Genetic Future's Daniel MacArthur says we've come a long way in genomic analysis, but a recent paper in the Lancet underlines how much more there is to go. The paper — based on the genome of Stephen Quake, which was published in August 2009 — employs a "state-of-the-art clinical interpretation pipeline" in order to get as much clinically-relevant information out of the genome sequence as possible, MacArthur says. The Lancet paper's authors used information from databases of both common and rare disease-associated variants, variants affecting drug metabolism, and family history, he says, to get some interesting results. The researchers found three independent rare mutations in genes associated with sudden cardiac death and high risk for myocardial infarction, type 2 diabetes and obesity. Based on the results, MacArthur says, Quake's doctors were able to recommend lipid-lowering drugs which they knew he would respond well to, based on variants in drug-metabolizing genes from his sequence. "That's a tantalizing glimpse into the future of personalized medicine using genetic information," MacArthur says. However, he cautions that the analysis is missing a lot of information; some variants were found that simply can't be interpreted and the biology of most genes isn't understood well enough to predict the effect of a particular variant. That means that whole-genome sequencing has much less of an impact than it should and "it's clear we have a lot further to go before we can extract everything of value," MacArthur adds.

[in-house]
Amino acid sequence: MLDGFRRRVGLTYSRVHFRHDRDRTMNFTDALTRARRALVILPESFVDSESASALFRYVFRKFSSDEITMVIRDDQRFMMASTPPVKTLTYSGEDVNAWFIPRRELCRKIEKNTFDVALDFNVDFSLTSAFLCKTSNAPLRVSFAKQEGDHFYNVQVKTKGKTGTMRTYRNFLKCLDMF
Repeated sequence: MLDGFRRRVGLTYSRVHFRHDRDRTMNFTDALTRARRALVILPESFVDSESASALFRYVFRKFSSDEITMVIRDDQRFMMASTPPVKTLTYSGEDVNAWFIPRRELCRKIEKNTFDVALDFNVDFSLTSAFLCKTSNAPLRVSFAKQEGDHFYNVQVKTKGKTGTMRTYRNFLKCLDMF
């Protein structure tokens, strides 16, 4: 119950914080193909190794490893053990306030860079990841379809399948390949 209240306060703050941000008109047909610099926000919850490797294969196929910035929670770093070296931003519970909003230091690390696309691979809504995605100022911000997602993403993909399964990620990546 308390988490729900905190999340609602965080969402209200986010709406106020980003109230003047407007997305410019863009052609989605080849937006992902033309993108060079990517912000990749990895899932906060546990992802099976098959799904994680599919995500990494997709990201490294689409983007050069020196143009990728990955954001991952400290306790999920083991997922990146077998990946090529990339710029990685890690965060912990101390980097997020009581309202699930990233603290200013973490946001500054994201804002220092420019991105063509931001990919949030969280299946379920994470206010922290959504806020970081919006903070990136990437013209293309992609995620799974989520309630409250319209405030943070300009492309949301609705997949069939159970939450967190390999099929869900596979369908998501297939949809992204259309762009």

Already, researchers are debating the far-reaching impact of such personalized genetics-based medical advice. MIT's Technology Review reports that Quake hasn't yet decided if he'll take the drugs his doctors suggested and says that some experts are already concerned that genetic testing on a broad basis could lead to unnecessary medical visits and drive costs even higher, even as others say widespread testing could actually drive costs down. The Guardian quotes University of Leicester cardiologist Nilesh Samani, who says personalized genetic testing opens up ethical problems. "Who should have their genome sequenced, what counseling should be provided before and after testing and by whom, and who should have access to an individual's genetic information?" Samani asks. "These issues will need to be even more carefully considered."